Friday, August 20, 2010

R.I.P. Michael Been (1950-2010)

Michael Been, lead singer of The Call, passed away yesterday after suffering a massive heart attack backstage at the Pukkelop Music Festival in Hasselt, Belgium.  He was only 60 years old.

At the time, Been was working as a sound engineer for his son's band, Black Rebel Motorcycle Club, but his greatest fame came as the frontman for a band that more than one critic described as an "American U2."   While always respected from within the music industry (Peter Gabriel, Robbie Robertson and even Bono himself were counted among their fans), The Call never quite reached the level of commercial success that their potential seemed to warrant.  They touched the brass ring a few times, however: bolstered by heavy airplay on MTV, 1983's classic "The Walls Came Down" reached the lower rungs of the Top 40; during the 2000 Presidential Campaign, candidate Al Gore used The Call's 1989 single "Let The Day Begin" as his theme song.

Been also dabbled in acting, most notably playing the role of the Apostle John in Martin Scorsese's 1988 film The Last Temptation of Christ.

Among my circle of friends, The Call did achieve their rightful status as superstars.  I was only a sophomore in high school when "The Walls Came Down" hit the airwaves, but from the start it found a home on my short list of all-time great songs.  With its hummably insistent riff (da-da-da-DA, da-DA-da), great lyrics, and four-note guitar solo, the song became a favorite among not only my clique, but most everyone I know who has ever heard it.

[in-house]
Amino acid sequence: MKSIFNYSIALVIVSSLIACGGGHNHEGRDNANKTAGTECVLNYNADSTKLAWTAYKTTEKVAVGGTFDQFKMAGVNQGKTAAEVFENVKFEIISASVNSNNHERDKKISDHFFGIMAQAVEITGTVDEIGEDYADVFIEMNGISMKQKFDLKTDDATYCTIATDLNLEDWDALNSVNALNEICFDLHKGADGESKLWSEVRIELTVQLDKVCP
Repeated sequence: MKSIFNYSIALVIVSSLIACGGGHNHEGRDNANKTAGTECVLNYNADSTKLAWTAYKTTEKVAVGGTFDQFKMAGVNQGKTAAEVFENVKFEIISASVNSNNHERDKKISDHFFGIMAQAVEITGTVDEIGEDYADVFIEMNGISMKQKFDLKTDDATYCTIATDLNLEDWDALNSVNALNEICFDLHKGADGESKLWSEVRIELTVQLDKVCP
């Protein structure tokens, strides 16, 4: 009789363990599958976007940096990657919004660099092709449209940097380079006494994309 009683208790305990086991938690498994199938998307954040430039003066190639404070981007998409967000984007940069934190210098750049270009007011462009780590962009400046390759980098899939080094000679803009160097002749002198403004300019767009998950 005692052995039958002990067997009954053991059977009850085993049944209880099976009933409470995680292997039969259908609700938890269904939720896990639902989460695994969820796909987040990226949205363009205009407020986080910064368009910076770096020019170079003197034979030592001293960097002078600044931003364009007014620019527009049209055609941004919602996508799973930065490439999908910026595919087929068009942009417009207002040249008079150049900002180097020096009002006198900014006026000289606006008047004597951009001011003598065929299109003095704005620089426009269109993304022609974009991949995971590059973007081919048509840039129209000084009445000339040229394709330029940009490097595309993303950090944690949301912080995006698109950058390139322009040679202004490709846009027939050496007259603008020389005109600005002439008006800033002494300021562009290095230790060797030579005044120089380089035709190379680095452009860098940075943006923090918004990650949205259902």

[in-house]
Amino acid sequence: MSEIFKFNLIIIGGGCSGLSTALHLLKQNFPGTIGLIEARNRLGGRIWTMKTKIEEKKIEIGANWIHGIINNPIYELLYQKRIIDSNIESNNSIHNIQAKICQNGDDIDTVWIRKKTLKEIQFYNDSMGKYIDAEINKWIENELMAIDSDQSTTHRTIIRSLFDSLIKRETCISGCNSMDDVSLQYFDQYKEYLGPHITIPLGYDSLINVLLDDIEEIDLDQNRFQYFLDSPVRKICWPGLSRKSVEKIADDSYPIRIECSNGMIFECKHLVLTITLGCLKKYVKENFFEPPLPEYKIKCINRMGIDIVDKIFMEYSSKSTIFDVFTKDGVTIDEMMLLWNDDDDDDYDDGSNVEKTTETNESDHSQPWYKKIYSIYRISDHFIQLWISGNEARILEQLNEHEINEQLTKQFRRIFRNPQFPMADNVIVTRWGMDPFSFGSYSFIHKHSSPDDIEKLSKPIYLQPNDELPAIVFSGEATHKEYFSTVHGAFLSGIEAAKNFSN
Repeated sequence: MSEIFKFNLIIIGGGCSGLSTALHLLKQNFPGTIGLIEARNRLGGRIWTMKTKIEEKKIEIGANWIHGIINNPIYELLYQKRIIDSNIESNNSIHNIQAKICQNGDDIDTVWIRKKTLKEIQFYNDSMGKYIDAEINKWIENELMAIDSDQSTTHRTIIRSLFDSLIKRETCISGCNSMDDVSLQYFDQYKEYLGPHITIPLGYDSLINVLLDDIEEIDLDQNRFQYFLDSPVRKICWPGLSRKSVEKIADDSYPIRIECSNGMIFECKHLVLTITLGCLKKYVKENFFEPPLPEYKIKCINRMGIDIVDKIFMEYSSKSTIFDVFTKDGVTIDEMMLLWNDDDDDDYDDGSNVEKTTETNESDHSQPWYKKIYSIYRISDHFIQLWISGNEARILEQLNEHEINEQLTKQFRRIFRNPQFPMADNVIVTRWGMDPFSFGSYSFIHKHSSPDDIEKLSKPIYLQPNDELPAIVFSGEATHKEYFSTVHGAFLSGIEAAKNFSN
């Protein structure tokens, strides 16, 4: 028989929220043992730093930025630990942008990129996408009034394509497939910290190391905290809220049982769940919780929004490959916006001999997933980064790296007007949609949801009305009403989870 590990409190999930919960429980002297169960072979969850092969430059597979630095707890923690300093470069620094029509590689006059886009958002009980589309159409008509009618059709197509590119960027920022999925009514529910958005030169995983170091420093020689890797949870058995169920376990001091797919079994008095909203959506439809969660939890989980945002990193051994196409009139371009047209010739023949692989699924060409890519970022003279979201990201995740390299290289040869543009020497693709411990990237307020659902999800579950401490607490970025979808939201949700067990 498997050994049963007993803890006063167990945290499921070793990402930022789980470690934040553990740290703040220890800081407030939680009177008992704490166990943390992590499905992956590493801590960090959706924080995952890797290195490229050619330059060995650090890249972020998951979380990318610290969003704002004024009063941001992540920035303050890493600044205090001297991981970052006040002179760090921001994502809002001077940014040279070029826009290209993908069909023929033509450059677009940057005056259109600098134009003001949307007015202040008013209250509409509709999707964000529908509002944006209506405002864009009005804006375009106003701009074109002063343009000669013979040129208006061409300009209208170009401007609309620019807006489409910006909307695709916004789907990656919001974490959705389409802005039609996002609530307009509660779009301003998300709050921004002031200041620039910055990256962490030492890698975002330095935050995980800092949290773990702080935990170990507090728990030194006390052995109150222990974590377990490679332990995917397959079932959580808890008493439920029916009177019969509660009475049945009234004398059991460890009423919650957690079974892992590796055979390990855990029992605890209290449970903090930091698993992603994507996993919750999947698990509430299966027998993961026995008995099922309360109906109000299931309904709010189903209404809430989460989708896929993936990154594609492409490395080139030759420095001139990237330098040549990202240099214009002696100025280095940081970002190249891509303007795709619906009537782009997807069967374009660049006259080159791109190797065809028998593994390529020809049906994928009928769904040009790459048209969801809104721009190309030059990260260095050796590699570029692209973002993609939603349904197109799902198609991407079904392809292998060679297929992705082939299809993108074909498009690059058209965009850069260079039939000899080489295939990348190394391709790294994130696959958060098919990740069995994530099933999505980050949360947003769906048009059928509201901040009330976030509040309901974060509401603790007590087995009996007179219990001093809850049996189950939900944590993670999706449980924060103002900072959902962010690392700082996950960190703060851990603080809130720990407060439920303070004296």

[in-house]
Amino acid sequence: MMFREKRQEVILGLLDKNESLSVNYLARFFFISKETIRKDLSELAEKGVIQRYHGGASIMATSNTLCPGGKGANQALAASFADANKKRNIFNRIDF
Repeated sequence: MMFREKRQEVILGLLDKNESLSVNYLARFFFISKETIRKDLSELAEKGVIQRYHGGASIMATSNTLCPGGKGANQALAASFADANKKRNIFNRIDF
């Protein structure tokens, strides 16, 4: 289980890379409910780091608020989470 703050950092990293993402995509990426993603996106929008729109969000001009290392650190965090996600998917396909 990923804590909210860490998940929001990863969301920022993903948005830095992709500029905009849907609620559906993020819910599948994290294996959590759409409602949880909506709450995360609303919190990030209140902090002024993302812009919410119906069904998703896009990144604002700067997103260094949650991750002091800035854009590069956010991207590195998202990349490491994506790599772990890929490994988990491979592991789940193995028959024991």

The album from which it came, Modern Romans, is as good an introduction to the band as you'll find.  Side One is nearly perfect, with "Walls," "Turn A Blind Eye", "Time Of Your Life" (Been does a scarily accurate Jim Morrison on that one), the title track, and the stark "Back From The Front," its a flawless setlist.  Side Two starts to show evidence of The Call's fatal flaw: they tended to load their LPs front-heavy with the best material, with the weaker tunes closing out.  Rather than mixing the filler in to allow context to bring the best out of it, this approach tended to underscore the lesser songs.  The lone exception was 1986's Reconciled, which found that proper mix (although it still led with its strongest track, "Everywhere I Go.")

When they hit their mark, however, no other band could hold a candle to them.  They released eight albums in total, calling it quits after 1990's Red Moon.

In honor of Michael Been, I've chosen the clip for "The Walls Came Down."  (The clip cannot be embedded here, so please follow the link to YouTube when you click on the image below.) You'll spot The Band's Garth Hudson guesting on keyboards here, and you'll be singing the riff in your head for weeks. Goodbye Michael. You will be missed.


  1. Wow. I loved this song when it came out. Haven't heard it much over the years, but whenever I have, I've found myself singing along (especially at the end). It's infectious, it's irresistable, and it is a true New Wave classic.
    I find the critics' comparisons to U2 inapt, particularly regarding the vocalization. What makes this song inherently magnetic is the vocal delivery, impassioned but not overblown. If you imagine Bono's emotionally overwrought song stylings in lieu of Michael Been's cool vocals, this song likely would have been fodder for the dust-heap. Or we'd just all be damn sick of hearing it.:)